The Woolgathering Basket and How It All Began

I’ve always loved antiques and textiles of all kinds. My mother, grandmother, and great-grandmother are and were needle workers and they passed their love of quilts, crochet and tatting to me. Unfortunately, I was clumsy with a needle and had no patience for sewing tiny stitches and only made tangled knots from crochet thread or yarn. But I’ve always loved the textures of textiles. After many years of appreciating and collecting needlework, I discovered primitive rug hooking. Because a primitive hook was large enough for me to hold it in my hand, it didn’t take long to become “hooked” on rug hooking.

After taking a couple of rug hooking classes, I realized it was an art/craft that needed lots of containers for storing wool, hooks, cutters, patterns, foundation cloth and all the essential equipment needed for a project. My work space was always a mess and traveling to rug camp or a monthly gathering was quite an ordeal. I had to have lots of bags to put everything in, a car to haul them in, muscles to carry them back and forth, and lots of space to spread everything around within arms reach.

About this time my friend, Rita Runquist of Rita Runquist Tours, who was an excellent needle worker, was also getting into rug hooking. I kept telling her we needed something to put everything in to keep our projects organized and contained. She agreed and said we would keep an eye out for a solution.

We began to look for things we could use for our ever-growing rug hooking projects. Rita often took her tour groups to visit an Amish family in Lamoni, Iowa. She and I and 25 other ladies happened to be there on September 11, 2001. As we stood outside the bus listening to the radio broadcast of planes flying into the World Trade Center we had a surreal moment as an Amish buggy pulled across the road from the Iowa State Welcome Center in Lamoni.

An Amish boy and girl got out of the buggy, unhitched their horse and tied it to a signpost, and begin setting out baskets. In shock, and perhaps with a need to escape the horrific happenings, we eventually walked down the lane and across the road to look at the baskets. We made some purchases. On our return trip we stopped and purchased more baskets from the same family. The children had brought their mother with them, and Rita made arrangements with her to bring tours to the Gingerich home to purchase baskets on future trips. (On a later visit to the Gingerich farm, Mrs. Gingerich said she could not believe it when her children came home for lunch on that fateful 9-11 day and told her a tour bus had stopped and the women bought 30 baskets and wanted to come back and buy more.)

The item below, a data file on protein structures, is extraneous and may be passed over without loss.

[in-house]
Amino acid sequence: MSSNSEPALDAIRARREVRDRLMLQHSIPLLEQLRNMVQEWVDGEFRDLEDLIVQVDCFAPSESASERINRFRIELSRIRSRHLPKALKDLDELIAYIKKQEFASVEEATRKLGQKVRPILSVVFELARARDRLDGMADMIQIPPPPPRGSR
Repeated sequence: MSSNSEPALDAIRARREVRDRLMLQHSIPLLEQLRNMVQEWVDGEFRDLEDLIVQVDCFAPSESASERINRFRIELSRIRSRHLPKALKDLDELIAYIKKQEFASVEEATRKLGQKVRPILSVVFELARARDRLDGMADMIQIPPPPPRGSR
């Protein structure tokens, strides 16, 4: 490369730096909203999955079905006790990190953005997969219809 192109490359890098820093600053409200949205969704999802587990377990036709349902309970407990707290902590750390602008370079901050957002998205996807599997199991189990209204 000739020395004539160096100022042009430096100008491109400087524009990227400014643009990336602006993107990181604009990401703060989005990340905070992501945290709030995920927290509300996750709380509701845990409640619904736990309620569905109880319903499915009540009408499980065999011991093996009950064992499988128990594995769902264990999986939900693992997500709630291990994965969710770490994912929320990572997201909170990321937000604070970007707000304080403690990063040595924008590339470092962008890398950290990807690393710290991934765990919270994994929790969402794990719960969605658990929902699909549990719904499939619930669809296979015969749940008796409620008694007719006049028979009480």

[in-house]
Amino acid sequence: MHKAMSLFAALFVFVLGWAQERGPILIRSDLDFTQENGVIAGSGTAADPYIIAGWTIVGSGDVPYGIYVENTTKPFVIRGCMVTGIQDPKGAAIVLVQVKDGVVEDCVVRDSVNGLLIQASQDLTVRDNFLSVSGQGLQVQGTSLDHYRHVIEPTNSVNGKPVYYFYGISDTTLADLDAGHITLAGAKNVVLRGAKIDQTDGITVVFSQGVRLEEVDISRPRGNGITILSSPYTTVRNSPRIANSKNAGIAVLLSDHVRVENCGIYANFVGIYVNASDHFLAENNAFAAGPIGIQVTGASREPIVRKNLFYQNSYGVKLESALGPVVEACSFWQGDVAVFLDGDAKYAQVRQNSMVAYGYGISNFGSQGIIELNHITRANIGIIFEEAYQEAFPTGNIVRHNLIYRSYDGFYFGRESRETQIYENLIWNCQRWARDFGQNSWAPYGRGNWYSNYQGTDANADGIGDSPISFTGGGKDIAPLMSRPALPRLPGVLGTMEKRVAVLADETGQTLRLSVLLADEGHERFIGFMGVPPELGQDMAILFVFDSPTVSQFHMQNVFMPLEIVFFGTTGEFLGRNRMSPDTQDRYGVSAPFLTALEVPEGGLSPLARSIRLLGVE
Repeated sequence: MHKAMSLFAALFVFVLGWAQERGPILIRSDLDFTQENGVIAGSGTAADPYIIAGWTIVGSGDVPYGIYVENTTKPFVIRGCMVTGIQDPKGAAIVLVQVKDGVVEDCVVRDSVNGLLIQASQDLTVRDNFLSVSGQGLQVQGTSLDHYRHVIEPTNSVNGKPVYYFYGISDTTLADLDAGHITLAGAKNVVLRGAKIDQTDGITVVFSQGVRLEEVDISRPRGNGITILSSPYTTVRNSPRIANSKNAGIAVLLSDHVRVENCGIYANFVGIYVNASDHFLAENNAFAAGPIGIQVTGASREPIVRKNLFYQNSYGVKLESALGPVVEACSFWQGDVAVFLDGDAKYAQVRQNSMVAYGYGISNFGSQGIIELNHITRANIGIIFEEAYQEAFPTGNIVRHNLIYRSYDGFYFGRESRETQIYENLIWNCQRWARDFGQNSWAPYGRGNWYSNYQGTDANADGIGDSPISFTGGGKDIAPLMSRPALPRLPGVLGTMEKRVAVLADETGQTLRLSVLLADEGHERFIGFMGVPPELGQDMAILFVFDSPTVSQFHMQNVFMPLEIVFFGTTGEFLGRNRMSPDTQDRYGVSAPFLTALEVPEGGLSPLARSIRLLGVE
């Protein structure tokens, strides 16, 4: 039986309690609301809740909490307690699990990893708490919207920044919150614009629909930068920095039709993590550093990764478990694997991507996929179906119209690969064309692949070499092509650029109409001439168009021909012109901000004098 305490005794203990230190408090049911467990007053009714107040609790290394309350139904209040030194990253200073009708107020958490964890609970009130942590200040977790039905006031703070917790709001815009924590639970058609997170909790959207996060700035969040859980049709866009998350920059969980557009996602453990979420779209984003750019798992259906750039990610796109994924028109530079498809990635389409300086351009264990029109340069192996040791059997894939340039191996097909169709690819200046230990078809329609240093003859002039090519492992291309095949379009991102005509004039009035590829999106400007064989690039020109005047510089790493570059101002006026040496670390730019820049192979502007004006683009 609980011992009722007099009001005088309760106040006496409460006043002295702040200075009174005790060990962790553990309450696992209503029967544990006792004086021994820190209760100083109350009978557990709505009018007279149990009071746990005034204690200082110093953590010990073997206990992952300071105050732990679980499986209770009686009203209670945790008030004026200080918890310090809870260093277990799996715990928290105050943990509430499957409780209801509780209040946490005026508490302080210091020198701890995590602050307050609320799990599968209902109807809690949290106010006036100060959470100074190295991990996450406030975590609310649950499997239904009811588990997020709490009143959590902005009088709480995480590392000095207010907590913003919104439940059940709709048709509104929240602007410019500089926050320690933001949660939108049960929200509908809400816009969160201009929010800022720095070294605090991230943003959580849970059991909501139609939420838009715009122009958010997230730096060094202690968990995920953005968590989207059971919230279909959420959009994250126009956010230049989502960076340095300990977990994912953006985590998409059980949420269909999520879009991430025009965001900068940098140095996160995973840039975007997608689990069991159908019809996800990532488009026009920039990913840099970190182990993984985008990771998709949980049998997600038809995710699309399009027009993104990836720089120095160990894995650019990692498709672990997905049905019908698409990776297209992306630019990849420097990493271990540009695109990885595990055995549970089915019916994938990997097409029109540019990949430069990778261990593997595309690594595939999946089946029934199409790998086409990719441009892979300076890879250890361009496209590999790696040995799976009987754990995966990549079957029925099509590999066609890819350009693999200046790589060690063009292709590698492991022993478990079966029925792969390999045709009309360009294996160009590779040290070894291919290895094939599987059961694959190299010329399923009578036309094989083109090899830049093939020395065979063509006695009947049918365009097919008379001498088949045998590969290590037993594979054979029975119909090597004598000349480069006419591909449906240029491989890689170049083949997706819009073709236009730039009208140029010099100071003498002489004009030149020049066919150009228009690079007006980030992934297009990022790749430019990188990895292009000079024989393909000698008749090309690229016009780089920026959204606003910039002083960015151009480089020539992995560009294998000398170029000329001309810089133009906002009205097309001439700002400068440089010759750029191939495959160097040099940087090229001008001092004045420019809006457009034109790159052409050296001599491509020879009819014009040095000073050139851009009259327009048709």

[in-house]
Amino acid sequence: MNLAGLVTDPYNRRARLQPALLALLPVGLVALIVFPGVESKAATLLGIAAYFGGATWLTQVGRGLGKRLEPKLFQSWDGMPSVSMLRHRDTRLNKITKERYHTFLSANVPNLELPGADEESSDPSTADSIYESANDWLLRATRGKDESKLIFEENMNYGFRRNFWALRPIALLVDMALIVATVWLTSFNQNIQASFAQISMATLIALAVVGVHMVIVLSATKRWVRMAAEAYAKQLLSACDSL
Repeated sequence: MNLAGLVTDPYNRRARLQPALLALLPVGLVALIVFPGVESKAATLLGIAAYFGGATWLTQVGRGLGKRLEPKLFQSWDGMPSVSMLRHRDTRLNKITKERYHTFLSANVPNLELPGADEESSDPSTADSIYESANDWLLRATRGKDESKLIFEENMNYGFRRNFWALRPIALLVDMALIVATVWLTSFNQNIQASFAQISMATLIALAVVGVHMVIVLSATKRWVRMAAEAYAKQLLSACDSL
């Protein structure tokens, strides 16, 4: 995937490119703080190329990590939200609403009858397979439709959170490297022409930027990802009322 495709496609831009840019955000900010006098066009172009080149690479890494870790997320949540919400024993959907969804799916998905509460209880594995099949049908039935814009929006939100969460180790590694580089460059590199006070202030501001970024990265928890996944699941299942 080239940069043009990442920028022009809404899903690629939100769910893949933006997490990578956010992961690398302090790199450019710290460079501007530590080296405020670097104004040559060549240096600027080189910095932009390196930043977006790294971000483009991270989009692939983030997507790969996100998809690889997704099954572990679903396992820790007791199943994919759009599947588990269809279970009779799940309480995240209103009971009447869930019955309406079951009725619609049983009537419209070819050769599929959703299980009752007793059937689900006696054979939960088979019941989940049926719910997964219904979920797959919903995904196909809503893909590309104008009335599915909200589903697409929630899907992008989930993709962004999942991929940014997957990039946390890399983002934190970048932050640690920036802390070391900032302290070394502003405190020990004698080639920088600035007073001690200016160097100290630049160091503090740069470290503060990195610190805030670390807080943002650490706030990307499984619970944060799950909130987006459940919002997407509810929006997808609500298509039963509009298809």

On a subsequent tour in 2004, we stopped at the Gingerich home. After purchasing baskets and returning to the bus, I had a light-bulb moment. I told Rita we needed a basket designed to hold all our rug hooking things. Rita said for me to design it and she would talk to the Amish family on one of her return trips. In the Spring of 2005, I sent a letter and copy of my design with Rita and the prototype of The Woolgathering Basket was created. We looked at the prototype and made some improvements and the rest is history, so to speak.

Until her death in a car accident in the spring of 2006, Rita Runquist generously shared her vast knowledge and expertise of textiles and her love of needlework with all those around her. Rita inspired and encouraged the creation of Woolgatherings and The Woolgathering Basket. I am able to continue my journey with Woolgatherings partly because of Rita’s friendship, generosity and her belief and promotion not only in me but in strong women everywhere.

Until July 2008, when I retired after 25 years as a recreation supervisor for The City of Mesquite, Texas, I only sold the baskets by word of mouth and vended at rug hook-ins a couple of times a year. Now, I am following my dream and vision, working to introduce Woolgatherings and The Woolgathering Basket along with other baskets and supplies to a broader, more versatile audience.

-Sheila Schindler